I was hooked on Harry Dresden practically from the first moment of Storm Front. While early books were a little shaky - and James Marsters took a while to reach his stride as a reader - by the time I listened to White Knight, I was convinced that Butcher & Marsters were at the top of their games. Yet over the course of the next several books, Harry and the cast of supporting characters became even more complex, more interesting, more human. And Butcher kept revealing surprises and "Aha!" moments that kept me engrossed.
From the opening moments of Changes, I knew that Butcher had trumped himself with this one. Everything - and I do mean everything - comes together here in a deeply satisfying way (despite a cliffhanger conclusion). Plots that have been unfolding for several books are finally resolved and new ones introduced.
Changes reminded me a lot of the final chapter of The Lord of the Rings - a series referenced by Harry as he and his friends (and even former foes) form a fellowship in order to complete the ultimate quest. The book culminates in a battle of good vs. evil of epic proportions and has a valedictory feel to it. But according to Butcher, there are several more books planned for the series - good news for his devoted fans.
I urge anyone who has not read previous Dresden Files not to begin with this. The impact of this book is meant for devoted fans - it is a payoff 12 books in the making - as well as a glimpse of new directions for Dresden and Company.
Any criticism I have seems petty by comparison to the towering achievement Butcher has realized in Changes. There are a few moments where I felt the editing should have been tighter - which is perhaps why Butcher has pushed back the release of his next outing - Ghost Story - from April to July, 2011. The worst part of being a Dresden Files fan is figuring out how to feed our addiction between fix.
Bravo, Mr. Butcher! A tour de force.
I read the Falco books when they first came out - and I was hooked. But over the years they have deteriorated badly. Occasionally, there is a winner (such as Saturnalia), but more and more, they are bogged down in interminable history lessons (and I was a Classics major, so I enjoy historical detail). But when Helena is opening her mouth every 5 lines to deliver 2 pages on a particular esoteric detail, it's just too much. The author also confuses matters by having dozens of characters (suspects) not one of whom is developed. It was a chore listening to this book.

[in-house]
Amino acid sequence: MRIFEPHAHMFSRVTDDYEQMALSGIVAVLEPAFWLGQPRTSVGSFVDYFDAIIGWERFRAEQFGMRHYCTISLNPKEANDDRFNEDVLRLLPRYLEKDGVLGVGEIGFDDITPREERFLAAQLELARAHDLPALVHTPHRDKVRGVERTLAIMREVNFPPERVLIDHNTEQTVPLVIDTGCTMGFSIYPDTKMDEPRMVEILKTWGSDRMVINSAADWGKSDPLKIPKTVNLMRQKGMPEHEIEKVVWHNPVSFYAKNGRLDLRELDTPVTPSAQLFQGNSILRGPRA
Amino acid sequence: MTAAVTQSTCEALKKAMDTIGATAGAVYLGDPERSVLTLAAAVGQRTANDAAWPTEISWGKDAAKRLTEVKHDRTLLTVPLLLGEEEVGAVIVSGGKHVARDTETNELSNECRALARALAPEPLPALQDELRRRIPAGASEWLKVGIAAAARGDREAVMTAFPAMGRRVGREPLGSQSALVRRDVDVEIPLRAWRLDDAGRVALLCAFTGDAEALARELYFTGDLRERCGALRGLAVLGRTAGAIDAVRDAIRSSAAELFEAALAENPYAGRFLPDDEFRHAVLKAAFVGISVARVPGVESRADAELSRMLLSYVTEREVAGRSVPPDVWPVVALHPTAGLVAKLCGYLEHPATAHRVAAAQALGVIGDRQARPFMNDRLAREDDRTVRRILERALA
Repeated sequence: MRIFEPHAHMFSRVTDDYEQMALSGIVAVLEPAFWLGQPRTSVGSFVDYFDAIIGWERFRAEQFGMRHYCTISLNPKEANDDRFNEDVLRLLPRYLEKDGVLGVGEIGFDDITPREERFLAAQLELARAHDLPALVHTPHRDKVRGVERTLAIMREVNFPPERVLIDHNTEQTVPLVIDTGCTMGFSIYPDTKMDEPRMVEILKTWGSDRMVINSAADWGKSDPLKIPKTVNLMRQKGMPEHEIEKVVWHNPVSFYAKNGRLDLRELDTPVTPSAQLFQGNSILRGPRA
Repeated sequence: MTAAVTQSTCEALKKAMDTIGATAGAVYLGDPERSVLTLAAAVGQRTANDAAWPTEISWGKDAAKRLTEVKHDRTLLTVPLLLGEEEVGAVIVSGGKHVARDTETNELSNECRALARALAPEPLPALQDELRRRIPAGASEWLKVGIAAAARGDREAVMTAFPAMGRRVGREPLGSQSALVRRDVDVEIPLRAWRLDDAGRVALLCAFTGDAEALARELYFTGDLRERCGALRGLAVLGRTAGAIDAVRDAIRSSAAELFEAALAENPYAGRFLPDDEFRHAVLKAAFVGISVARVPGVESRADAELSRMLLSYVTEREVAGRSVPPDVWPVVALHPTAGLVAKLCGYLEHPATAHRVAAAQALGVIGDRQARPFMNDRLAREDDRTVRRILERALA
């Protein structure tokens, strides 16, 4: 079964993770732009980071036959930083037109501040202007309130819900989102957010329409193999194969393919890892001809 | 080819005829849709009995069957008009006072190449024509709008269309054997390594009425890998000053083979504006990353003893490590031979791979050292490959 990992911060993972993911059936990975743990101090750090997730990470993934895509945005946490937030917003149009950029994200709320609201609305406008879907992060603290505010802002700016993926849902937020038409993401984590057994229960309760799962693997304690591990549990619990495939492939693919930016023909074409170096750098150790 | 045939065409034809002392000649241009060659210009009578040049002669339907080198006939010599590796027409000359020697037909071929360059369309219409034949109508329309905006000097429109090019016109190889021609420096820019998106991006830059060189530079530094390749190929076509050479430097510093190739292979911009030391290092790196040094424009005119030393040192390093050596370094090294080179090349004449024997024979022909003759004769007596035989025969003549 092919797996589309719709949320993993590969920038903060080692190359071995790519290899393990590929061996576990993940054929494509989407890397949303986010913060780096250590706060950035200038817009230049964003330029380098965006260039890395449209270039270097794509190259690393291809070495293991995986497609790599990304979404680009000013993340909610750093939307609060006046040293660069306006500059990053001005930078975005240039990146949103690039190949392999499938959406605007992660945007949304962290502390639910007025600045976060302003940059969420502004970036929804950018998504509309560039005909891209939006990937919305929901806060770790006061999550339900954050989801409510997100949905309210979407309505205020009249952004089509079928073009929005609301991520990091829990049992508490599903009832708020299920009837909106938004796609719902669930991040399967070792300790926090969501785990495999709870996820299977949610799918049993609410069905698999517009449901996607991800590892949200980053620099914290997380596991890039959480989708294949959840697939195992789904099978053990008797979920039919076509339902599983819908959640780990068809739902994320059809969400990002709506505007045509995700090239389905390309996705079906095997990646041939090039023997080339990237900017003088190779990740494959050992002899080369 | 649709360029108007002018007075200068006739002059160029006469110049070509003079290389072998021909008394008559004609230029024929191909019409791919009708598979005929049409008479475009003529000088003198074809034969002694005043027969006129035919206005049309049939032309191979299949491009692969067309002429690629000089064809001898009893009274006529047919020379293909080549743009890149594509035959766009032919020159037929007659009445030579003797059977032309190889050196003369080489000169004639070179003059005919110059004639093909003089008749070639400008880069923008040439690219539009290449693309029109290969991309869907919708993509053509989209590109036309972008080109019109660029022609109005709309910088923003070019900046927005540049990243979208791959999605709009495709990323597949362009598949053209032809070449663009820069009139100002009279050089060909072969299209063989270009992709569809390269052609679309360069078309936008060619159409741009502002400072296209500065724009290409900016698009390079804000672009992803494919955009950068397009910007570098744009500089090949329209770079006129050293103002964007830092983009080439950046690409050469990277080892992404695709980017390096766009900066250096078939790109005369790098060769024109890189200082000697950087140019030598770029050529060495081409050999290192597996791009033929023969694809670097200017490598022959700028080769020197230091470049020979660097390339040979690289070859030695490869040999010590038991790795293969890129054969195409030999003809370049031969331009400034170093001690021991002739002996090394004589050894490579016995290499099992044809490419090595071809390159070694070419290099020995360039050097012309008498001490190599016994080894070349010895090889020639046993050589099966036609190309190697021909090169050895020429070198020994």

When I first read this book some 20 years ago, I remember it being a delight. It has not aged well, however. This time around, it seemed hopelessly dated, particularly with regard to all the allusions to then in-vogue "women's lib." When it finally wraps up and the mystery is solved, I found it hard to believe the motives of the villain/s.
Ellis Peters' prose is always a pleasure to read and Simon Prebble's narration is a joy to listen to. If you enjoy, Peters' Cadfael books, give Felse a try.
I just couldn't make myself listen to this beyond the first couple of hours. First, I generally don't enjoy it as much when books are read by multiple readers - I find it distracting. Additionally, the eerie music playing between each chapter was over the top. Finally, the story is just poorly written - absurdly melodramatic - I kept expecting to come across the sentence "It was a dark and stormy night."
This book continues the adventures of a medicus in Roman Britain, Ruso, and his slave/companion, Tila. This book spends a lot of time on Tila, exploring her background and developing her character. One of the best things about this series on Audible is the fantastic narrator who does a splendid job in bringing the characters to life.
Tommy and Tuppence are a pair of London Bon Vivants without a pence to their collective names until they come up with a scheme to form the "Young Adventurers." Not surprising, they get more adventure than they bargained for. All in good fun, of course. I was certain I had the mystery figured out, but the reveal of the villain entirely surprised me!